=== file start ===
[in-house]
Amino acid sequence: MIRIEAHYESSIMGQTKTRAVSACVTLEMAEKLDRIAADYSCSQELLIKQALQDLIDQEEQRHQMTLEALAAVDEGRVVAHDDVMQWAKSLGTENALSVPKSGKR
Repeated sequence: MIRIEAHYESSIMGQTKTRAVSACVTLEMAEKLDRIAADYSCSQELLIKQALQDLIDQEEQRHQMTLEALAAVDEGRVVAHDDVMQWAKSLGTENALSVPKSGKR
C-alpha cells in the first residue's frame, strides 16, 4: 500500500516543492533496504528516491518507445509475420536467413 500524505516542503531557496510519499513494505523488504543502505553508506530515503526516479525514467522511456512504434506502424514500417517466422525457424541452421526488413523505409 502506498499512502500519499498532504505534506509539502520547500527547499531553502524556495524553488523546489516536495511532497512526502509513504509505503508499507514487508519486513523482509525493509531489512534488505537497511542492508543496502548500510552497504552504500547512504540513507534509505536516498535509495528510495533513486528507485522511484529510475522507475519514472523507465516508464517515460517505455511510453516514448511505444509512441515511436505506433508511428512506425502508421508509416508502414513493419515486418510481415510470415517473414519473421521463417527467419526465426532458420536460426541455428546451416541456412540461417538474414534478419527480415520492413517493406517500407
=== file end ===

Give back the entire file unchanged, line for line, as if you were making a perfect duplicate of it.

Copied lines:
[in-house]
Amino acid sequence: MIRIEAHYESSIMGQTKTRAVSACVTLEMAEKLDRIAADYSCSQELLIKQALQDLIDQEEQRHQMTLEALAAVDEGRVVAHDDVMQWAKSLGTENALSVPKSGKR
Repeated sequence: MIRIEAHYESSIMGQTKTRAVSACVTLEMAEKLDRIAADYSCSQELLIKQALQDLIDQEEQRHQMTLEALAAVDEGRVVAHDDVMQWAKSLGTENALSVPKSGKR
C-alpha cells in the first residue's frame, strides 16, 4: 500500500516543492533496504528516491518507445509475420536467413 500524505516542503531557496510519499513494505523488504543502505553508506530515503526516479525514467522511456512504434506502424514500417517466422525457424541452421526488413523505409 502506498499512502500519499498532504505534506509539502520547500527547499531553502524556495524553488523546489516536495511532497512526502509513504509505503508499507514487508519486513523482509525493509531489512534488505537497511542492508543496502548500510552497504552504500547512504540513507534509505536516498535509495528510495533513486528507485522511484529510475522507475519514472523507465516508464517515460517505455511510453516514448511505444509512441515511436505506433508511428512506425502508421508509416508502414513493419515486418510481415510470415517473414519473421521463417527467419526465426532458420536460426541455428546451416541456412540461417538474414534478419527480415520492413517493406517500407